Multiple composers offer melodious medley for '99' (Music Review)
By Ruchika Kher
Film: "99"; Music Directors: Ashutosh Pathak, Shamir Tandon, Roshan Machado and Mahesh Shanker; Lyricists: Vaibhav Modi, Shabbir Ahmed, Sita Menon and Amitabh Bhattacharya; Singers: Shaan, Sunidhi Chauhan, KK, Bonnie Chakraborty, Raja Hasan and Labh Janjua; Rating: ***
Another film to cash in on the trend of bringing together multiple composers and lyricists is "99", which stars Soha Ali Khan, Kunal Khemu and Cyrus Broacha. It boasts of four composers and four lyricists behind the soundtrack.
The music exudes melody and gives a heads up to the film. The songs of "99" sure exceeds everyone's expectations.
The "Theme song" of the film crooned by Bonnie Chakraborty of "Azeem-o-shaan shahenshah" ("Jodhaa Akbar") fame gives a good start to the sound track. The western musical arrangements and predominant use of the electric guitar pumps up the rhythm and makes it a foot-tapping number.
Next up is "Delhi destiny" in the voice of former reality show contestant Raja Hasan. The track has a long, engaging prelude and the new singer doesn't disappoint with his rendition either. It is quite hummable.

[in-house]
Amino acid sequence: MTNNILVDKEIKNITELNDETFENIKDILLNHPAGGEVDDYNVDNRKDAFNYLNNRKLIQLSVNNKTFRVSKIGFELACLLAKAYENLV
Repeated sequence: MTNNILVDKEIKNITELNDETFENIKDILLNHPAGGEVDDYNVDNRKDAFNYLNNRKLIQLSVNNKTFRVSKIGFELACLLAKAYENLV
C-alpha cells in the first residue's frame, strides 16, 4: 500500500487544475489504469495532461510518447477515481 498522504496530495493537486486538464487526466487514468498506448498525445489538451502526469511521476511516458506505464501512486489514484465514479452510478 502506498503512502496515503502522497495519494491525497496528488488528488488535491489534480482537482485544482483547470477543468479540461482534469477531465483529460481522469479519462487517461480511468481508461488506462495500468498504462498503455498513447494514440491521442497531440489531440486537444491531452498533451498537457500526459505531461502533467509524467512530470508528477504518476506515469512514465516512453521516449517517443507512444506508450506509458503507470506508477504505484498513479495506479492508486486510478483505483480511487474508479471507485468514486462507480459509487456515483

The song also has a remix version, but it seems forced into the album. The original is much better and didn't require another version at all.
A romantic number with Shaan behind the mike generates expectations and "Kal ki tarah" fulfils all. Sunidhi Chauhan gives ample support to Shaan and together they create magic with their soothing and free flowing vocals. The track is one of the best in the album and is sure to make music buffs sit up and take notice.
A requisite of most music albums today is a song with a Punjabi flavour. "Punjabi size", which has a hip-hop feel to it, is sung by KK and Labh Janjua. But the song may not hold the interest of listeners for long.
Next in the line is "Soch mat dobara" - another song in Bonnie Chakraborty's voice. This one has a very heard-before feel and has nothing new to offer. It seems similar to popular numbers like "Cash" from the film "Cash" and "Move your body" from "Johnny Gaddaar".
"What's up" by KK and Sunidhi Chauhan is just another song and doesn't stand out. Can be billed as just an average number. It also has a remix version, but it does no good to the song.
On the whole, the album is a robust mix of different styles and doesn't disappoint the listener. With four composers behind the soundtrack, a little more experimentation would have made the album stand out more.